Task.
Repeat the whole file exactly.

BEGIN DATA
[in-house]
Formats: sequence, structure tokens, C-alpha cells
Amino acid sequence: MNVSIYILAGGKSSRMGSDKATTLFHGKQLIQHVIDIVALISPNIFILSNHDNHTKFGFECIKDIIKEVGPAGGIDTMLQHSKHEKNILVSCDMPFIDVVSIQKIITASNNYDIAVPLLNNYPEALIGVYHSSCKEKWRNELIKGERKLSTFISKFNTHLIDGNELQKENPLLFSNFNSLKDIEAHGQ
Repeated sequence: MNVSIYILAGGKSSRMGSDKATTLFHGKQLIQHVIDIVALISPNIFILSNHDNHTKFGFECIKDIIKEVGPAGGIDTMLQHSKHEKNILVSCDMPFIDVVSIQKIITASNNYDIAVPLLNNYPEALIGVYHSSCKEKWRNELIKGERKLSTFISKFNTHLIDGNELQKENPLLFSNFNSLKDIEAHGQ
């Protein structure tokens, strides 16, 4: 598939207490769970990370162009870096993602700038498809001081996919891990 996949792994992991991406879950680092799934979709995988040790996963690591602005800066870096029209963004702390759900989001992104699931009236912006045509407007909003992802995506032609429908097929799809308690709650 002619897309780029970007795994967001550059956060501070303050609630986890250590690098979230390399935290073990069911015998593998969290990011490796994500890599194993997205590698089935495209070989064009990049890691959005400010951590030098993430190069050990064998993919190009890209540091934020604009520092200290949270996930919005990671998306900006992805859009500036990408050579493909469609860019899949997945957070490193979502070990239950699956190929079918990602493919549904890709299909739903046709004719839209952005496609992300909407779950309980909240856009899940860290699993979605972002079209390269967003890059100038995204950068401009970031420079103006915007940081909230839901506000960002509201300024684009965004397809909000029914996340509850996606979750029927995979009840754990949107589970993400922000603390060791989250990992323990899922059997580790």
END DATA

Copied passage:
[in-house]
Formats: sequence, structure tokens, C-alpha cells
Amino acid sequence: MNVSIYILAGGKSSRMGSDKATTLFHGKQLIQHVIDIVALISPNIFILSNHDNHTKFGFECIKDIIKEVGPAGGIDTMLQHSKHEKNILVSCDMPFIDVVSIQKIITASNNYDIAVPLLNNYPEALIGVYHSSCKEKWRNELIKGERKLSTFISKFNTHLIDGNELQKENPLLFSNFNSLKDIEAHGQ
Repeated sequence: MNVSIYILAGGKSSRMGSDKATTLFHGKQLIQHVIDIVALISPNIFILSNHDNHTKFGFECIKDIIKEVGPAGGIDTMLQHSKHEKNILVSCDMPFIDVVSIQKIITASNNYDIAVPLLNNYPEALIGVYHSSCKEKWRNELIKGERKLSTFISKFNTHLIDGNELQKENPLLFSNFNSLKDIEAHGQ
């Protein structure tokens, strides 16, 4: 598939207490769970990370162009870096993602700038498809001081996919891990 996949792994992991991406879950680092799934979709995988040790996963690591602005800066870096029209963004702390759900989001992104699931009236912006045509407007909003992802995506032609429908097929799809308690709650 002619897309780029970007795994967001550059956060501070303050609630986890250590690098979230390399935290073990069911015998593998969290990011490796994500890599194993997205590698089935495209070989064009990049890691959005400010951590030098993430190069050990064998993919190009890209540091934020604009520092200290949270996930919005990671998306900006992805859009500036990408050579493909469609860019899949997945957070490193979502070990239950699956190929079918990602493919549904890709299909739903046709004719839209952005496609992300909407779950309980909240856009899940860290699993979605972002079209390269967003890059100038995204950068401009970031420079103006915007940081909230839901506000960002509201300024684009965004397809909000029914996340509850996606979750029927995979009840754990949107589970993400922000603390060791989250990992323990899922059997580790």